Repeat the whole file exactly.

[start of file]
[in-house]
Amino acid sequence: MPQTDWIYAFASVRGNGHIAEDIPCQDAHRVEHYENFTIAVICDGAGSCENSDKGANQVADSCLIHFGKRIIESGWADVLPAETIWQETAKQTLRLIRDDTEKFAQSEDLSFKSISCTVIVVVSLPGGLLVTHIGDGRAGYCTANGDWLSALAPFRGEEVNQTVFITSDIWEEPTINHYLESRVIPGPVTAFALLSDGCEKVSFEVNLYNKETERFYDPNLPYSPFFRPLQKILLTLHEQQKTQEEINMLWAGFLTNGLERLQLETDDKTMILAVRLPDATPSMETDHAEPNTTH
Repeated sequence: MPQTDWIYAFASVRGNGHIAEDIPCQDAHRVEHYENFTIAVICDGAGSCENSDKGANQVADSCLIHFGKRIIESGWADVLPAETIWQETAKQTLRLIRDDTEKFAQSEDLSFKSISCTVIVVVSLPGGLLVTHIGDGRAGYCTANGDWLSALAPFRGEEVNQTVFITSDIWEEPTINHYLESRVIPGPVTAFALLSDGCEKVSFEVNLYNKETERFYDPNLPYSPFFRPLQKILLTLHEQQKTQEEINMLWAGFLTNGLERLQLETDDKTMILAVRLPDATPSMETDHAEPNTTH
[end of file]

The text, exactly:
[in-house]
Amino acid sequence: MPQTDWIYAFASVRGNGHIAEDIPCQDAHRVEHYENFTIAVICDGAGSCENSDKGANQVADSCLIHFGKRIIESGWADVLPAETIWQETAKQTLRLIRDDTEKFAQSEDLSFKSISCTVIVVVSLPGGLLVTHIGDGRAGYCTANGDWLSALAPFRGEEVNQTVFITSDIWEEPTINHYLESRVIPGPVTAFALLSDGCEKVSFEVNLYNKETERFYDPNLPYSPFFRPLQKILLTLHEQQKTQEEINMLWAGFLTNGLERLQLETDDKTMILAVRLPDATPSMETDHAEPNTTH
Repeated sequence: MPQTDWIYAFASVRGNGHIAEDIPCQDAHRVEHYENFTIAVICDGAGSCENSDKGANQVADSCLIHFGKRIIESGWADVLPAETIWQETAKQTLRLIRDDTEKFAQSEDLSFKSISCTVIVVVSLPGGLLVTHIGDGRAGYCTANGDWLSALAPFRGEEVNQTVFITSDIWEEPTINHYLESRVIPGPVTAFALLSDGCEKVSFEVNLYNKETERFYDPNLPYSPFFRPLQKILLTLHEQQKTQEEINMLWAGFLTNGLERLQLETDDKTMILAVRLPDATPSMETDHAEPNTTH